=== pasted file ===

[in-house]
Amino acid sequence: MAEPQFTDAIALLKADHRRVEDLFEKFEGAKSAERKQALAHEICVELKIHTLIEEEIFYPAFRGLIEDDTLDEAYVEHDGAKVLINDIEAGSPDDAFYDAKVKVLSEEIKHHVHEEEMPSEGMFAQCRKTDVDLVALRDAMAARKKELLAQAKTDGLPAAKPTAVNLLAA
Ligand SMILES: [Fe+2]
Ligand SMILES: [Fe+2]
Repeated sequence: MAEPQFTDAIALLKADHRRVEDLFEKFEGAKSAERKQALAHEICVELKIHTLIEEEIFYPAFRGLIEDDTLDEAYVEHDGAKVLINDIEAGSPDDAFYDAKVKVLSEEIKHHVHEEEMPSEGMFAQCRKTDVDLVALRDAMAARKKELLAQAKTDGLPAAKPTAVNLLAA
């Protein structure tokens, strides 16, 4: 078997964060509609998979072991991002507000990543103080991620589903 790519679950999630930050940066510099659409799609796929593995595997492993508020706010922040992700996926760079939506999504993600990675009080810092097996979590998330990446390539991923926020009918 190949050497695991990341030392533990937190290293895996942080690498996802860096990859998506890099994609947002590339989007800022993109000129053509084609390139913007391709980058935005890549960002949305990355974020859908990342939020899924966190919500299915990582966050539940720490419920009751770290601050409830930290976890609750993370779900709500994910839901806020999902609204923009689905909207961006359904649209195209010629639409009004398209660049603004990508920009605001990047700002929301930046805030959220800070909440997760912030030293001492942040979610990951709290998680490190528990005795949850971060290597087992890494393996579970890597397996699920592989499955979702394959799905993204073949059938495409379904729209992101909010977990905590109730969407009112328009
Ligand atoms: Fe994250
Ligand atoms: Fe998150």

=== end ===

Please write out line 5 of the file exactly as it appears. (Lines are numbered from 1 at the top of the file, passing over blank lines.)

Repeated sequence: MAEPQFTDAIALLKADHRRVEDLFEKFEGAKSAERKQALAHEICVELKIHTLIEEEIFYPAFRGLIEDDTLDEAYVEHDGAKVLINDIEAGSPDDAFYDAKVKVLSEEIKHHVHEEEMPSEGMFAQCRKTDVDLVALRDAMAARKKELLAQAKTDGLPAAKPTAVNLLAA